25 May 2014

Value of Ten Dollars

What is the value of your ten dollars? I suppose most people are inclined to say ten dollars is ten dollars anywhere in the world. This question makes no sense at all. Well, let’s try an exercise.

Part# 1 exercise

Convert US$ 10 to your local currency and head to the closest supermarket to see what your money can buy. With the help of my local colleague Atenia Tahu, we decided to pick some of the common staple food items in the Solomons. Here is a picture of the value of my US$ 10 in Honiara.

© UNICEF Pacific/2014/Thakkar

Part one of the exercise done!

Now account for the fact that the average income of a Solomon Islander is around USD 1,130. Oh, by the way, did I mention it is USD 1,130 annually and not per month? That makes it a monthly salary of USD 94.16. Here is the challenging latter part of the exercise (drum roll).

Part#2 exercise 

Try living on USD 94 for a month. This amount should cover your rent, food, clothing, transportation, recreation, phone and, of course to continue reading my blogs, the internet. Maybe we can drop the recreation, phone and internet since technically these are not basic necessities. I’m sure some may find this highly debatable but let’s be honest. If you sustain a month under USD 94, I am truly impressed. If you succeed in going through two months, I bow down to you. If you go through three months, I want to move to your city. Please drop me a note.

Since the day I arrived in Honiara, I’ve been surprised with the price tags here. Bear in mind, I am Singaporean. A recent study named Singapore as the world’s most expensive city, plus the country has a ton of millionaires. And yet, I think it is really expensive in Honiara. My grocery bill here tends to be about twice as much as in Singapore. Even fresh produce grown locally in the Solomons is surprisingly expensive.

I realise people can live a simple life with very little and get by each day without issue. I understand it is possible but it also means they are potentially living on the edge. With no backup and no savings, one unexpected accident or disaster can change the entire course of their life. And in the case of Honiara, the high costs and relatively low income make it nearly impossible to save for a rainy day.

The gravity of this issue hit me when I joined the UNICEF Pacific team on an emergency feeding programme in one of the schools on the outskirts of Honiara. The feeding programme started last week in response to last month’s flash floods that affected nearly 32% of the population living in Honiara and the nearby Guadalcanal province. Considering the scale and aftermath of the floods, many people are going through a tough time feeding themselves and their children. Also since the floods, many children have not returned to school. While education is valued, unfortunately it is not high priority.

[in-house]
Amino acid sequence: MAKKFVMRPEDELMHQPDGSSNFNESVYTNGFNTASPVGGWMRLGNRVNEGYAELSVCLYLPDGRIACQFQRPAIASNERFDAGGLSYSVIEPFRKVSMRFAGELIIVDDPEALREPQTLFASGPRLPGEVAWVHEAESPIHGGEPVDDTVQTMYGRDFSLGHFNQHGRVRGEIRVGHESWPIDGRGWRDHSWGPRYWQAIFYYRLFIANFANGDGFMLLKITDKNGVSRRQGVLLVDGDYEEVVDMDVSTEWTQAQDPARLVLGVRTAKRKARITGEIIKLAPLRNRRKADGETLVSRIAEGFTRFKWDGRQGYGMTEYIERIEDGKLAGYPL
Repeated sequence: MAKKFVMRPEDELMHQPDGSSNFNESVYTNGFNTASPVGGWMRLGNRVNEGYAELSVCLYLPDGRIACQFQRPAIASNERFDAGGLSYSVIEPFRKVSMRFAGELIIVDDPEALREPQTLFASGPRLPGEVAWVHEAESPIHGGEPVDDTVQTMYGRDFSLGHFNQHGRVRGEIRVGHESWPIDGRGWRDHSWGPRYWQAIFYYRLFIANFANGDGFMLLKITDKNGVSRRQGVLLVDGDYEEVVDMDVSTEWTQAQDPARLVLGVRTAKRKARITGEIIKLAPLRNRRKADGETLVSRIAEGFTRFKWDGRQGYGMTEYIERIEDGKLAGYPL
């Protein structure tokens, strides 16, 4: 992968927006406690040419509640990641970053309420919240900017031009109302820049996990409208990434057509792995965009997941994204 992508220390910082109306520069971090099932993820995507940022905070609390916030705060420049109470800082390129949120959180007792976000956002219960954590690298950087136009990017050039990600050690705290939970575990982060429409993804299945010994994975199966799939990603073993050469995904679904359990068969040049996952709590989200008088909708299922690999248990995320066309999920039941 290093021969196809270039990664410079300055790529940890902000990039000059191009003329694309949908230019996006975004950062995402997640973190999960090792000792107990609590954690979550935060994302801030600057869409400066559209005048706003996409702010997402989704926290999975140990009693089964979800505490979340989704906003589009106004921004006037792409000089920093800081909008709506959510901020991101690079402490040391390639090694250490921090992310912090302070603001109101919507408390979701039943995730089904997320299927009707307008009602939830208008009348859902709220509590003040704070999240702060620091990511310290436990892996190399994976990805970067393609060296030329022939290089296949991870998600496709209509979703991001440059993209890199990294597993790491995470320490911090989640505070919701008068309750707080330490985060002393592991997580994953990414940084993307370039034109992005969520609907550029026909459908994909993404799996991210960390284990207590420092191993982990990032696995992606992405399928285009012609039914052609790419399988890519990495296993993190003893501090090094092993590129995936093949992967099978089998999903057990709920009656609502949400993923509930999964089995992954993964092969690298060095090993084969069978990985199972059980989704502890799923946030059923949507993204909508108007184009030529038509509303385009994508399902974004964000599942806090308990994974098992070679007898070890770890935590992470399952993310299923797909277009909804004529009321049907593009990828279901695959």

UNICEF hopes a proper meal will draw them back to schools, deal with short-term hunger and ensure kids get the nutrition they need. One stone, three birds. The fear is that if they don’t get a proper education, they are likely to be stuck in the cycle of poverty. So the programme aims to get the kids back into the classrooms with the help of food. Makes sense, right?

© UNICEF Pacific/2014/Thakkar
Interacting with the children made for an interesting, fun morning. The kids were on a short snack break. I had the chance to hang out with them and learn a fun game called ‘Water In’. But more on that later. The visit deserves an entire piece to itself.

The school visit made me realise that everything I considered normal and natural about my childhood barely exists here. I never had to worry about food, my safety or missing school. It all just happened. But here in the Solomons, UNICEF Pacific and its partners step in to ensure families can raise healthy children in a safe environment with an education that empowers them.

The wholesome approach makes sense. As they say, if you think education is expensive, try ignorance. And health is wealth. While the value of wealth can be measured (remember the ten dollar exercise?), the value of good health is immeasurable.

Neha Thakkar
Communications Officer

What can you get in your country for USD 10? Share your list of grocery items and/or pictures with us on Twitter, Facebook, Instagram by using #valueof10

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  1. Beautifully and clear Neha! I enjoyed reading your blogs. Thank you and keep them coming.

  2. In the Solomons, Culture is another thing.Please note, most employed Solomon Islanders do not only support their own family but often and always their extended family too - makes it more expensive! .